NRI families worst-affected in the Gulf

Lack proper living space, medical care add to pandemic woes

K. Rafeek, a 42-year-old software developer in Dubai and residing in the neighbouring emirate of Sharjah, the UAE, is still convalescing from COVID-19 at his apartment. But now his homemaker wife is suspected of having contracted the disease though she had subjected herself to self-isolation in their two-bedroom flat.

Their two children, aged 12 and 8, have also been quarantined in one of the rooms. “Only after three days surviving on paracetamol and antibiotics prescribed through phone by a doctor, a neighbour took her for a test. We are awaiting the results,” Mr. Rafeek said.

The family, like other apartment residents, have been beseeched to stay indoors after an occupant tested positive for COVID-19 . “We have no option but to maintain communication via telephone or social media apps. We depend on neighbours and online stores to get groceries. Violators of preventive and precautionary measures are heavily fined in the range from Dh500 to Dh50,000,” he said.

In Saudi Arabia, offenders of quarantine rules could be fined up to 200,000 riyals and face up to two years in prison, while those found to have intentionally spread the virus could face a fine of up to 500,000 riyals and up to five years in prison.

The pandemic in Gulf Cooperation Council (GCC) nations are giving a tough time to expatriates, especially Non-Resident Indian (NRI) families with schoolgoing kids. “Online classes have resumed in the Gulf nations. But many have no choice but repatriate their spouses and children back home after companies furloughed employees,” said Sujith Nair, a resident in Bahrain, where only bars, clubs and gyms are closed.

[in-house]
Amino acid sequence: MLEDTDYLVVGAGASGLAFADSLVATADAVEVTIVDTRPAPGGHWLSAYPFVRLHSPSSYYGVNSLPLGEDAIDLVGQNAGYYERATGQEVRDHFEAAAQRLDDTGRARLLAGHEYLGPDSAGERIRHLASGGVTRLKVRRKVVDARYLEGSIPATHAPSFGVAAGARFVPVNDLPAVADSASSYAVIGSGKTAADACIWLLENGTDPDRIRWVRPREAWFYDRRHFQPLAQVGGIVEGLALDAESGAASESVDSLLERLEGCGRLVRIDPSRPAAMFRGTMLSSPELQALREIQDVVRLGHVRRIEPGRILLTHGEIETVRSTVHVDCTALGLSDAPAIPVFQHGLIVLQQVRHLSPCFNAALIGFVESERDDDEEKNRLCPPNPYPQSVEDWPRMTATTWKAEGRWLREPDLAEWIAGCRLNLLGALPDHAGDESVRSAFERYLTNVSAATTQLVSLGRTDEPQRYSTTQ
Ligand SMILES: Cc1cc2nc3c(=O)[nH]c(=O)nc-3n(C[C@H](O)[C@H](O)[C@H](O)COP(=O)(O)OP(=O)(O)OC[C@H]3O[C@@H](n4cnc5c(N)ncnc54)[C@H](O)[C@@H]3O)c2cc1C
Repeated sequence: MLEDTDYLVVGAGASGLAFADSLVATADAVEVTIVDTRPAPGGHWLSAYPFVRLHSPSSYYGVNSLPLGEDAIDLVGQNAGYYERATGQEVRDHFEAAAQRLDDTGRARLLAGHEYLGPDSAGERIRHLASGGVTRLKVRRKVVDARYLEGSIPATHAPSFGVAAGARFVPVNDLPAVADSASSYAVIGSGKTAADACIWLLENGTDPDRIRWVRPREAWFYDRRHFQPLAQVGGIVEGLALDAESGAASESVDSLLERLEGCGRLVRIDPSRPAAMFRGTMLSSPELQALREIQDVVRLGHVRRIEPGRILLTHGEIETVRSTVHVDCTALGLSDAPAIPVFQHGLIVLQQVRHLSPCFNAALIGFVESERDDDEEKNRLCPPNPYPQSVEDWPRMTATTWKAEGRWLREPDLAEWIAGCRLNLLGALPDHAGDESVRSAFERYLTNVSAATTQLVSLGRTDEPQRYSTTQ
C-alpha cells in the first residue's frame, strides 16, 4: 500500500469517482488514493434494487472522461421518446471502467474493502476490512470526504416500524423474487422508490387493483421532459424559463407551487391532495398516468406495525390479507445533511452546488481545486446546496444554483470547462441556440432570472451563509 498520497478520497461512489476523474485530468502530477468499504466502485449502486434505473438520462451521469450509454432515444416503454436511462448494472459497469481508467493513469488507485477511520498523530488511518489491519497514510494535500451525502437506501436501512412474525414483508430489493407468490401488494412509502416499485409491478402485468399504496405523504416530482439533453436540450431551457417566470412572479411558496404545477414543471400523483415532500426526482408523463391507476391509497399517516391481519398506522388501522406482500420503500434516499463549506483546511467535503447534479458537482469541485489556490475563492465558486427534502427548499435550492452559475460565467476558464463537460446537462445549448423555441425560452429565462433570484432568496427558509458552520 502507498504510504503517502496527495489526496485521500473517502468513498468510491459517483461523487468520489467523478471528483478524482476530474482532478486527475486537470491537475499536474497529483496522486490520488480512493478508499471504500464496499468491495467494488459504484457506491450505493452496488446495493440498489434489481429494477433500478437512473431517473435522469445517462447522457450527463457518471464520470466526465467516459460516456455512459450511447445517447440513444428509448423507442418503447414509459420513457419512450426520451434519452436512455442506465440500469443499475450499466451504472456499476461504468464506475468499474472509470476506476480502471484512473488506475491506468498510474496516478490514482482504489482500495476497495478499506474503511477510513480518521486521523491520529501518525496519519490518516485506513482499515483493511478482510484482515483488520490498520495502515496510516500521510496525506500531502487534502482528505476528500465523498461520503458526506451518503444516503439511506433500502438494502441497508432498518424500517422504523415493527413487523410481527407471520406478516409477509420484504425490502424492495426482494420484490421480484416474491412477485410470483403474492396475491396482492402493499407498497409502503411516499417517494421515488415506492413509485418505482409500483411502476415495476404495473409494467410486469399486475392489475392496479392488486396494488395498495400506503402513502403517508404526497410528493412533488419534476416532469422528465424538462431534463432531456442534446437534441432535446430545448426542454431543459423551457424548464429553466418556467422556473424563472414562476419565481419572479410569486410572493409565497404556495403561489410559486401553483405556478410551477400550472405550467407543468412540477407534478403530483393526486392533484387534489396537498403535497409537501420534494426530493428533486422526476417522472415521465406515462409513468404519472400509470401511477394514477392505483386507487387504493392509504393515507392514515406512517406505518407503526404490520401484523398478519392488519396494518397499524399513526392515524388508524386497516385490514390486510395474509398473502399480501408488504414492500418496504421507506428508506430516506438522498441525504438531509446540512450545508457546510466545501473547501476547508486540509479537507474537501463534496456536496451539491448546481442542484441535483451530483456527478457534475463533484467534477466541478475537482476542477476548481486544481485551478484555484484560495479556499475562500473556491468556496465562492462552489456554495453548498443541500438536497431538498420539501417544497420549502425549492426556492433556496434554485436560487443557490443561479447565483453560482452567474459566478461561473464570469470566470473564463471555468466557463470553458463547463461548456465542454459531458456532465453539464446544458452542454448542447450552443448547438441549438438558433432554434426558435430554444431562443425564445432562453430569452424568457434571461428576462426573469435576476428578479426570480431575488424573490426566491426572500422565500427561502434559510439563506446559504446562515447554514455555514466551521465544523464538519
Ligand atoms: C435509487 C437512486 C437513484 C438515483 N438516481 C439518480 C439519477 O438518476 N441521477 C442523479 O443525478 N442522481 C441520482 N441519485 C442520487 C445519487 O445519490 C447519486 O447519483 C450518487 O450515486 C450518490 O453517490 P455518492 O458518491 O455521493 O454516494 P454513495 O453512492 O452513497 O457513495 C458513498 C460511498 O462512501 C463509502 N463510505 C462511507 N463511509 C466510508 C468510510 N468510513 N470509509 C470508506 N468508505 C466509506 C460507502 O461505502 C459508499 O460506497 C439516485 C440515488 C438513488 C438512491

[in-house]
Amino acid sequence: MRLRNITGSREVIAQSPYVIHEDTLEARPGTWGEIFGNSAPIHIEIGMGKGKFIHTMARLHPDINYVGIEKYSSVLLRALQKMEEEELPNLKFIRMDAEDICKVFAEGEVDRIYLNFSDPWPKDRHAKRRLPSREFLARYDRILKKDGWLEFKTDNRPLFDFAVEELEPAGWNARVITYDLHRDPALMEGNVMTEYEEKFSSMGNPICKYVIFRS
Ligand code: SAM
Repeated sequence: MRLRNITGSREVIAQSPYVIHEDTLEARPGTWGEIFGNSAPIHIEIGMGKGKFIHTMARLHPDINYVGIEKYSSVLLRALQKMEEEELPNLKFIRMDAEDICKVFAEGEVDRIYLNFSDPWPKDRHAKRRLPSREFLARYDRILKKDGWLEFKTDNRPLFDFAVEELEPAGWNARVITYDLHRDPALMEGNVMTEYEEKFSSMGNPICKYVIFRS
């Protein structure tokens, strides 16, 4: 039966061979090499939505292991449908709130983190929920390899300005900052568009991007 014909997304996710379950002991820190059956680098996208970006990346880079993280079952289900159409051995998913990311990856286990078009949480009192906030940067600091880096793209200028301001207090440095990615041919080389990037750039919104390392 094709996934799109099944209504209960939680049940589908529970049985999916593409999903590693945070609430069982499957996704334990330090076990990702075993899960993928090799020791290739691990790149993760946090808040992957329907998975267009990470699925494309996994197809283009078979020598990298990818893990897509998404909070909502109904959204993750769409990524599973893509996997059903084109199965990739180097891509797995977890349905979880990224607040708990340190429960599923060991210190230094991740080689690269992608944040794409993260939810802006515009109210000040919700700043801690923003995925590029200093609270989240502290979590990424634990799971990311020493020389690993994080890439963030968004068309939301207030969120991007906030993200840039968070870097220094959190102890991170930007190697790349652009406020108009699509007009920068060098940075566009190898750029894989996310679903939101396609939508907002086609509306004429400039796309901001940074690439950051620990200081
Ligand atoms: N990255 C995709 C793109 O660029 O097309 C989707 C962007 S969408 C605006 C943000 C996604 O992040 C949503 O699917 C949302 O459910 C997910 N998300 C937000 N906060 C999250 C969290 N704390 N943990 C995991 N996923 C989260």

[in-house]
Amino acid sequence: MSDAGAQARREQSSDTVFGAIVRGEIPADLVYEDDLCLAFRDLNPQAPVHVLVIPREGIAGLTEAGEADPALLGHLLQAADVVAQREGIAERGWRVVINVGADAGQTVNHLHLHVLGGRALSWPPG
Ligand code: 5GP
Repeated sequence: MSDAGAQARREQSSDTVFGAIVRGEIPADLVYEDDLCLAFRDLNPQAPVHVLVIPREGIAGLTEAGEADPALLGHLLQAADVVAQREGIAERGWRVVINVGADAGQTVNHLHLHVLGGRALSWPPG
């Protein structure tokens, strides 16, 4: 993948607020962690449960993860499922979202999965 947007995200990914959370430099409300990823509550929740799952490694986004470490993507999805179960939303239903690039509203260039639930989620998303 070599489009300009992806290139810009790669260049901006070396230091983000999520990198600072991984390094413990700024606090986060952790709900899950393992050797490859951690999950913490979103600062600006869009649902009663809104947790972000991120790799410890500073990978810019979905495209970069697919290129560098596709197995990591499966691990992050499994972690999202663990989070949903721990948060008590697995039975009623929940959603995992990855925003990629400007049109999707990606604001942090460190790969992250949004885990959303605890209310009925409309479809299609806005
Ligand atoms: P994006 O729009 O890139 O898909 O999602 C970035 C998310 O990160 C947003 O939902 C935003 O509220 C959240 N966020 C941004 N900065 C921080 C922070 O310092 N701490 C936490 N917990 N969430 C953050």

Most GCC nations are battling COVID-19 cases. The UAE has so far reported 35,788 cases with 269 deaths, Saudi Arabia 89,011 cases with 549 fatalities, Qatar 60,259 cases with 43 deaths, Kuwait 28,649 with 226 deaths, Oman 12,799 cases with 59 deaths and Bahrain 11, 871 cases and 19 fatalities.

Non-Resident Keralites sharing bed-space in Dubai, Abu Dhabi, Kuwait and Qatar are coping with the new normal of physical distancing. “But it is a medical predicament when a person has contracted the virus. Testing for COVDI-19 is a laborious procedure. However, many prefer to go for paid testing and get hospitalised. Only a few companies reimburse the expenses,” Tommy Rozario, a structural engineer, said.

The situation is alarming at the labour camps in the UAE, Qatar, Saudi Arabia and Kuwait despite the health authorities working hard to deal with the pandemic. Oman has already cautioned its residents that loosening of restrictions did not mean the end of the outbreak.

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Printable version | Jul 10, 2020 9:27:12 AM |

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